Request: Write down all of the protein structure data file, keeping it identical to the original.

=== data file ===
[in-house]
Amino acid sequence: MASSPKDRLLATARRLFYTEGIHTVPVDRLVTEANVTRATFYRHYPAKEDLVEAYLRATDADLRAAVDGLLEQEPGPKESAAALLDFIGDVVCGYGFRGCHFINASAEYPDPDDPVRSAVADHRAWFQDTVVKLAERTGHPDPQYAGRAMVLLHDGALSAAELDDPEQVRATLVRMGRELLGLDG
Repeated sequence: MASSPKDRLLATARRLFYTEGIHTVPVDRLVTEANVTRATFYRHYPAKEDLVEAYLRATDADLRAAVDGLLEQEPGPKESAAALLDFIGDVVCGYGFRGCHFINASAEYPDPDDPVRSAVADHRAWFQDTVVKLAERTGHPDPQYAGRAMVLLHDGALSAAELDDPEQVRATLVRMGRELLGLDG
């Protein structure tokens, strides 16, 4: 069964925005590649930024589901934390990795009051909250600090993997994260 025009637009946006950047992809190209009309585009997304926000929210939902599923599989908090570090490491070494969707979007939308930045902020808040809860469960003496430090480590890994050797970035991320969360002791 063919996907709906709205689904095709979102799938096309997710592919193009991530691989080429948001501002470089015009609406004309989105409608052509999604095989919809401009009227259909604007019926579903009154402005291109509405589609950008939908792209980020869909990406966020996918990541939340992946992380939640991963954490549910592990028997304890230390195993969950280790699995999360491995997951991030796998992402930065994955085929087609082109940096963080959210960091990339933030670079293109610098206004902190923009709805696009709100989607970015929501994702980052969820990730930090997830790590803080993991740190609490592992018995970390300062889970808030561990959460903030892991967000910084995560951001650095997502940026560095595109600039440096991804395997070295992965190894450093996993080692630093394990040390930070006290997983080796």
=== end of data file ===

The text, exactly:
[in-house]
Amino acid sequence: MASSPKDRLLATARRLFYTEGIHTVPVDRLVTEANVTRATFYRHYPAKEDLVEAYLRATDADLRAAVDGLLEQEPGPKESAAALLDFIGDVVCGYGFRGCHFINASAEYPDPDDPVRSAVADHRAWFQDTVVKLAERTGHPDPQYAGRAMVLLHDGALSAAELDDPEQVRATLVRMGRELLGLDG
Repeated sequence: MASSPKDRLLATARRLFYTEGIHTVPVDRLVTEANVTRATFYRHYPAKEDLVEAYLRATDADLRAAVDGLLEQEPGPKESAAALLDFIGDVVCGYGFRGCHFINASAEYPDPDDPVRSAVADHRAWFQDTVVKLAERTGHPDPQYAGRAMVLLHDGALSAAELDDPEQVRATLVRMGRELLGLDG
């Protein structure tokens, strides 16, 4: 069964925005590649930024589901934390990795009051909250600090993997994260 025009637009946006950047992809190209009309585009997304926000929210939902599923599989908090570090490491070494969707979007939308930045902020808040809860469960003496430090480590890994050797970035991320969360002791 063919996907709906709205689904095709979102799938096309997710592919193009991530691989080429948001501002470089015009609406004309989105409608052509999604095989919809401009009227259909604007019926579903009154402005291109509405589609950008939908792209980020869909990406966020996918990541939340992946992380939640991963954490549910592990028997304890230390195993969950280790699995999360491995997951991030796998992402930065994955085929087609082109940096963080959210960091990339933030670079293109610098206004902190923009709805696009709100989607970015929501994702980052969820990730930090997830790590803080993991740190609490592992018995970390300062889970808030561990959460903030892991967000910084995560951001650095997502940026560095595109600039440096991804395997070295992965190894450093996993080692630093394990040390930070006290997983080796």